[Also, I still don’t know how to use commas.]

Because here’s where this attitude, where this fucked up, terrible, this is my experience so this is the way attitude takes us: Sydney’s finest Asian Australian students still missing out on leadership roles.

For the past 20 years in a row, one Sydney high school has taken out the top HSC results in the state.

At James Ruse High in Sydney’s north-west, an ATAR of above 99 is so expected that it became its own satire song.

“100 ATAR, 100 ATAR, 100 ATAR,” year 12 students rapped in a take on Psy’s Gangnam Style. “99.95, not good enough”.

It is also a school where up to 80 per cent of students come from a language background other than English, most of them from Asian families, according to the NSW Department of Education.

And yet, the statistics show that despite students of Asian origin dominating the academic scale at schools like James Ruse Agricultural High around the country, few rise to the top of the political, business and academic pile.

Australians of Asian descent make up to 12 per cent of the country’s population but only four members of the federal Parliament. Of the 17 government departments only one counts a leader of Asian descent as its head.


But it’s US holding you white peeps back


With our languages other than English and our working class immigrant families

The unconscious bias goes right to the top. The country’s Race Discrimination Commissioner, Tim Soutphommasane, has been asked if he worked in IT or Finance, or most recently, as an accountant.


Don’t think even for a minute to say ‘oh it’s because of the industries Asian-Australians are expected to aim for, family, etc etc, because we’re not even on the boards of those industries! Do you know why? It’s not because we’re not leadership material!

(Incidentally, relatedly, I just did this at Buzzfeed, If You Can Identify 75% Of These Languages On Sight, You’re Probably A Genius, I got 16/19 (aka 84%) without guessing because I SPEAK FOUR OF THEM, SO SUCK IT)

It’s fine, though, it’s not up to Australia’s smartest (white) kids to pull us brown kids up, and it’s definitely not racism. IT’S FINE.

We usually try to end these kinds of rants on calls to arms or further readings or whatever, but I can’t. I’m too angry. I’m so angry I just watched trash movie Centre Stage 2: Turn It Up to calm down, and it is not a good movie. Will the indecencies never end?!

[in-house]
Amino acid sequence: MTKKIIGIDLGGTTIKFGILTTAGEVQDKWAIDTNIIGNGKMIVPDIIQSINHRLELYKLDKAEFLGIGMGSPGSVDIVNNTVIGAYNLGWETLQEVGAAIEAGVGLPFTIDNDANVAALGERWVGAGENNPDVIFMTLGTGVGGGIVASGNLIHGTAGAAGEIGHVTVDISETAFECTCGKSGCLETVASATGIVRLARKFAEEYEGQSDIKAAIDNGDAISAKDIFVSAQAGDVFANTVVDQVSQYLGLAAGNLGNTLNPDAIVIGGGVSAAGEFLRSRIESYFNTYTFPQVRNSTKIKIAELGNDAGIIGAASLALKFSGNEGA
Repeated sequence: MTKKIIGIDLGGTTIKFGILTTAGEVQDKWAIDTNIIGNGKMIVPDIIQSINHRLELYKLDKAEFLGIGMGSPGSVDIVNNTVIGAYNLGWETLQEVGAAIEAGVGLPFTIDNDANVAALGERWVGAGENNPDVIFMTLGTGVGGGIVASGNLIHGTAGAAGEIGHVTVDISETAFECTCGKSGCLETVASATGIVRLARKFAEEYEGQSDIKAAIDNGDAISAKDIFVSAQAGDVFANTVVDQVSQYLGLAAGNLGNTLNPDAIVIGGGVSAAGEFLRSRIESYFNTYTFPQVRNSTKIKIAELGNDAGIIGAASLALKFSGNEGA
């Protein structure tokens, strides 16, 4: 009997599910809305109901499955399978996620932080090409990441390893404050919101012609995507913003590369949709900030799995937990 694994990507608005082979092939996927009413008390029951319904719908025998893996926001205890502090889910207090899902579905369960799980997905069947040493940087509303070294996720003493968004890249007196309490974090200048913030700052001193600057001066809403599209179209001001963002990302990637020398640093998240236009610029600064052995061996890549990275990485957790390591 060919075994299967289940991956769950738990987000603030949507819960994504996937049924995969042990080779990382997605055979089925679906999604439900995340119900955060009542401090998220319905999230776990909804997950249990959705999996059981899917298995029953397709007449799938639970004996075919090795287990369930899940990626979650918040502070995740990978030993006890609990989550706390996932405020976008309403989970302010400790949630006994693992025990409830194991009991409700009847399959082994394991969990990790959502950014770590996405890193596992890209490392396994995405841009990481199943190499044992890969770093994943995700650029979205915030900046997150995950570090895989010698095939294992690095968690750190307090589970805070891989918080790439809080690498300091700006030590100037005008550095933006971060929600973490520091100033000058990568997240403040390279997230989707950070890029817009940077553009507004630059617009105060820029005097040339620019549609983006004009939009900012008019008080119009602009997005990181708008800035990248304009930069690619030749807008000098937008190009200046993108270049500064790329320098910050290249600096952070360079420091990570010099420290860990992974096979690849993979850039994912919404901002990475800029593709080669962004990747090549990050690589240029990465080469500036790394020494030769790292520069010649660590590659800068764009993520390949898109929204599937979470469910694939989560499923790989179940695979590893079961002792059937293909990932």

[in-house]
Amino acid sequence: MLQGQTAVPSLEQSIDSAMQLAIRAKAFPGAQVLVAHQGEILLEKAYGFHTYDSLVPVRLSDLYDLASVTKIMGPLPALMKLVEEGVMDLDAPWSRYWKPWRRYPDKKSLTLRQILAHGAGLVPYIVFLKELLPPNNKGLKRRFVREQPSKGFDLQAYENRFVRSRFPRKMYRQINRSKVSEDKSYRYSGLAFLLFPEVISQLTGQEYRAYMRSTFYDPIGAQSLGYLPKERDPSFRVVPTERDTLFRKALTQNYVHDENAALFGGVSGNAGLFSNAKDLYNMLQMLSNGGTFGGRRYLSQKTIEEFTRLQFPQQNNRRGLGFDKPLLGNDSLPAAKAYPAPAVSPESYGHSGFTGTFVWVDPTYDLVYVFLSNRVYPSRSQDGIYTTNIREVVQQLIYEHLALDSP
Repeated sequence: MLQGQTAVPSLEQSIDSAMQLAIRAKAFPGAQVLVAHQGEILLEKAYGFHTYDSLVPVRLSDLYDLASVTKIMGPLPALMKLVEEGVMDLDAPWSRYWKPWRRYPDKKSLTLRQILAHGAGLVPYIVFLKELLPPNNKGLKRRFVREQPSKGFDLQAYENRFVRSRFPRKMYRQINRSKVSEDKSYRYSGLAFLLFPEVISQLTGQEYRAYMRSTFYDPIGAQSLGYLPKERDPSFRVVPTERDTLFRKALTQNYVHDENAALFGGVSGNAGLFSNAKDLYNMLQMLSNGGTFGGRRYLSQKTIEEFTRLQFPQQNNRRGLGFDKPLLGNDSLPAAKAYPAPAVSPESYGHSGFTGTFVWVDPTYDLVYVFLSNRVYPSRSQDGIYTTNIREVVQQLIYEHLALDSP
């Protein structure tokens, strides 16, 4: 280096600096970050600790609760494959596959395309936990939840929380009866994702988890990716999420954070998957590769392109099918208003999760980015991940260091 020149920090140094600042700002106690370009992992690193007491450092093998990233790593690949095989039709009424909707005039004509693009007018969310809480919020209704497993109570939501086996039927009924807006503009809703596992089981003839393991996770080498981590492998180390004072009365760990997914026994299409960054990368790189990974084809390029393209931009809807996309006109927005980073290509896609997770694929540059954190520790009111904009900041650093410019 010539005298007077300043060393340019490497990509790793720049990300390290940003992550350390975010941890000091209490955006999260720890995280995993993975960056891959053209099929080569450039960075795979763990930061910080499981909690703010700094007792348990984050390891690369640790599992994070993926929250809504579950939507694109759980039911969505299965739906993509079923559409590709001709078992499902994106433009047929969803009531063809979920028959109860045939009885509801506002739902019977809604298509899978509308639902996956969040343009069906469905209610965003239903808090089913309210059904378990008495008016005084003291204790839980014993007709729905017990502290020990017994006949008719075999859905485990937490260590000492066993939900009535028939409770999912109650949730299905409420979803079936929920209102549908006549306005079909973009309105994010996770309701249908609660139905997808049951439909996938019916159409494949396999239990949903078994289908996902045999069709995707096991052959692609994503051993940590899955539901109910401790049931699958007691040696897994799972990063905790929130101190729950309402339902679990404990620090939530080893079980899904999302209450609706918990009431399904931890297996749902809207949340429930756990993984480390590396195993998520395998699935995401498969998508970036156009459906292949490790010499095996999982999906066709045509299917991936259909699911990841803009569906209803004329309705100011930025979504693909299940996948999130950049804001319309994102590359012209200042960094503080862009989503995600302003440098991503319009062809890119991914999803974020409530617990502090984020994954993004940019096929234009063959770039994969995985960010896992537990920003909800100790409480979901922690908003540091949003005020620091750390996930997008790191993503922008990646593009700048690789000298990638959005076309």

Okay wait, here is a 101 you can read: White flight: Why are our state schools segregating? There’s not a heap we can do as individuals other than support our local schools and make decisions based on ability and accessibility not CODED RACISM but it is a start I guess.


One thought on “white flight, australian schools, everything is terrible

  1. I can remember back in the 1980s, when I was in primary school (and dinosaurs walked the earth), I was sharing classes with students who were of all kinds of different backgrounds. There were people whose families had come from Italy, people whose families had come from all the various British cultures (England, Ireland, Scotland, Wales), people whose families had come from Iceland, people whose families were Indigenous Australian (although they didn’t mention it as such), people whose families had come from South Africa (not pale skinned), and people whose families had come to Australia by boat from Vietnam and Cambodia. Meanwhile, the region of Perth I lived in was also running extension programs for the “academically gifted and talented” – some of the first in the state. There were at least three kids from my primary school who went to the classes (I was one of them). So yeah… racial diversity wasn’t really hurting us any.

    Then again, this school was in a working-class/lower middle class area, and this was well before John Howard had decided to start throwing government money at private schools – so if you wanted to send your kid to a private (usually Catholic) school, you had to stump up the whole of the fees yourself. Otherwise, it was all government schools, all the way.